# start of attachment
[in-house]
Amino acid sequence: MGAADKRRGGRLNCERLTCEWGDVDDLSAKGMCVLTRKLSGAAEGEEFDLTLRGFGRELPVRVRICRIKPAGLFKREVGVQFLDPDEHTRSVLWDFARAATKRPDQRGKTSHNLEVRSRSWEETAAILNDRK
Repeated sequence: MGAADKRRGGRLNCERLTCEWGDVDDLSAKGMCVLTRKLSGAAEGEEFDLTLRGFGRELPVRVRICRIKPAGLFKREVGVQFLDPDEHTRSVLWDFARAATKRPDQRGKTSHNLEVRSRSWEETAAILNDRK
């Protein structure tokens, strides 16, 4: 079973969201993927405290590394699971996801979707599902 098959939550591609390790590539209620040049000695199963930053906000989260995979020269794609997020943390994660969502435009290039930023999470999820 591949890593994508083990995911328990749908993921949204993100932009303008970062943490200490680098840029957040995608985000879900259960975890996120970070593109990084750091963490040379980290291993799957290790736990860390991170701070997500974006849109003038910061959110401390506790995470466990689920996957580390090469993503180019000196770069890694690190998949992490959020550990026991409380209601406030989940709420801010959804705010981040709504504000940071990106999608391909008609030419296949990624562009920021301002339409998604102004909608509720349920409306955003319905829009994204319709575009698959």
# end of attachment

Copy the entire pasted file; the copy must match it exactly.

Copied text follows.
[in-house]
Amino acid sequence: MGAADKRRGGRLNCERLTCEWGDVDDLSAKGMCVLTRKLSGAAEGEEFDLTLRGFGRELPVRVRICRIKPAGLFKREVGVQFLDPDEHTRSVLWDFARAATKRPDQRGKTSHNLEVRSRSWEETAAILNDRK
Repeated sequence: MGAADKRRGGRLNCERLTCEWGDVDDLSAKGMCVLTRKLSGAAEGEEFDLTLRGFGRELPVRVRICRIKPAGLFKREVGVQFLDPDEHTRSVLWDFARAATKRPDQRGKTSHNLEVRSRSWEETAAILNDRK
């Protein structure tokens, strides 16, 4: 079973969201993927405290590394699971996801979707599902 098959939550591609390790590539209620040049000695199963930053906000989260995979020269794609997020943390994660969502435009290039930023999470999820 591949890593994508083990995911328990749908993921949204993100932009303008970062943490200490680098840029957040995608985000879900259960975890996120970070593109990084750091963490040379980290291993799957290790736990860390991170701070997500974006849109003038910061959110401390506790995470466990689920996957580390090469993503180019000196770069890694690190998949992490959020550990026991409380209601406030989940709420801010959804705010981040709504504000940071990106999608391909008609030419296949990624562009920021301002339409998604102004909608509720349920409306955003319905829009994204319709575009698959």